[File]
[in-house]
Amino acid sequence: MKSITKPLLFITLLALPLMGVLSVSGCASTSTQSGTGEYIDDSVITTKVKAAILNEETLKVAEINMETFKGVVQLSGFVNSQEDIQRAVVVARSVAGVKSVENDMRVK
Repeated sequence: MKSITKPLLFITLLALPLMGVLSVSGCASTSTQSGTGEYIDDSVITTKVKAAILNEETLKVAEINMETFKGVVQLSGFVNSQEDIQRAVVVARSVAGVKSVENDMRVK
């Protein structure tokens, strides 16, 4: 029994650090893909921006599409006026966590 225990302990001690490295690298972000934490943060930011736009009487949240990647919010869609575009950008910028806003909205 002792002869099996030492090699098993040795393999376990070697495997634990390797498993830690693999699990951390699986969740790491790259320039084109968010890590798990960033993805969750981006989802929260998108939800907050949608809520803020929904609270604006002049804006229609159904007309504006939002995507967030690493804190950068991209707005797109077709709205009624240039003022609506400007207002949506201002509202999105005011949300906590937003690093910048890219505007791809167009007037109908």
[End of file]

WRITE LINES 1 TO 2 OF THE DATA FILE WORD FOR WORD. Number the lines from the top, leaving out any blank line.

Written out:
[in-house]
Amino acid sequence: MKSITKPLLFITLLALPLMGVLSVSGCASTSTQSGTGEYIDDSVITTKVKAAILNEETLKVAEINMETFKGVVQLSGFVNSQEDIQRAVVVARSVAGVKSVENDMRVK